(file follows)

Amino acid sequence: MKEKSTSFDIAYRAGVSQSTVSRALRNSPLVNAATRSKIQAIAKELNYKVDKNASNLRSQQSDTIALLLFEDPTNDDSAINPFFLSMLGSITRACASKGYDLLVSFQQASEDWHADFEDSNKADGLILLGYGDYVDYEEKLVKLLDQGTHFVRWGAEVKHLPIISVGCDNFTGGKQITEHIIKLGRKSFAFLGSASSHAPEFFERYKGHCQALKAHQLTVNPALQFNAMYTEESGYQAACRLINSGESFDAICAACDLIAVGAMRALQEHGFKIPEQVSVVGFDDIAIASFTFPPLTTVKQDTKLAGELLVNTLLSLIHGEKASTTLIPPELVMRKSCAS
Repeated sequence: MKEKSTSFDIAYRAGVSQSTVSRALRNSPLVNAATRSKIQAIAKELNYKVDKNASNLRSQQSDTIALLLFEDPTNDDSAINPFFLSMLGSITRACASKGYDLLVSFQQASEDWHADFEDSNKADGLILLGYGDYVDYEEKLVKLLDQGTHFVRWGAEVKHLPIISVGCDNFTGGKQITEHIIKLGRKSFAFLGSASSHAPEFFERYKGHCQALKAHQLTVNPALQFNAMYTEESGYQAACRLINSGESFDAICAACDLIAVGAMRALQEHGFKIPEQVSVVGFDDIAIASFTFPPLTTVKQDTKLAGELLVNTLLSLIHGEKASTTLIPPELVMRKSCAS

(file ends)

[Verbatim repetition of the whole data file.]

Amino acid sequence: MKEKSTSFDIAYRAGVSQSTVSRALRNSPLVNAATRSKIQAIAKELNYKVDKNASNLRSQQSDTIALLLFEDPTNDDSAINPFFLSMLGSITRACASKGYDLLVSFQQASEDWHADFEDSNKADGLILLGYGDYVDYEEKLVKLLDQGTHFVRWGAEVKHLPIISVGCDNFTGGKQITEHIIKLGRKSFAFLGSASSHAPEFFERYKGHCQALKAHQLTVNPALQFNAMYTEESGYQAACRLINSGESFDAICAACDLIAVGAMRALQEHGFKIPEQVSVVGFDDIAIASFTFPPLTTVKQDTKLAGELLVNTLLSLIHGEKASTTLIPPELVMRKSCAS
Repeated sequence: MKEKSTSFDIAYRAGVSQSTVSRALRNSPLVNAATRSKIQAIAKELNYKVDKNASNLRSQQSDTIALLLFEDPTNDDSAINPFFLSMLGSITRACASKGYDLLVSFQQASEDWHADFEDSNKADGLILLGYGDYVDYEEKLVKLLDQGTHFVRWGAEVKHLPIISVGCDNFTGGKQITEHIIKLGRKSFAFLGSASSHAPEFFERYKGHCQALKAHQLTVNPALQFNAMYTEESGYQAACRLINSGESFDAICAACDLIAVGAMRALQEHGFKIPEQVSVVGFDDIAIASFTFPPLTTVKQDTKLAGELLVNTLLSLIHGEKASTTLIPPELVMRKSCAS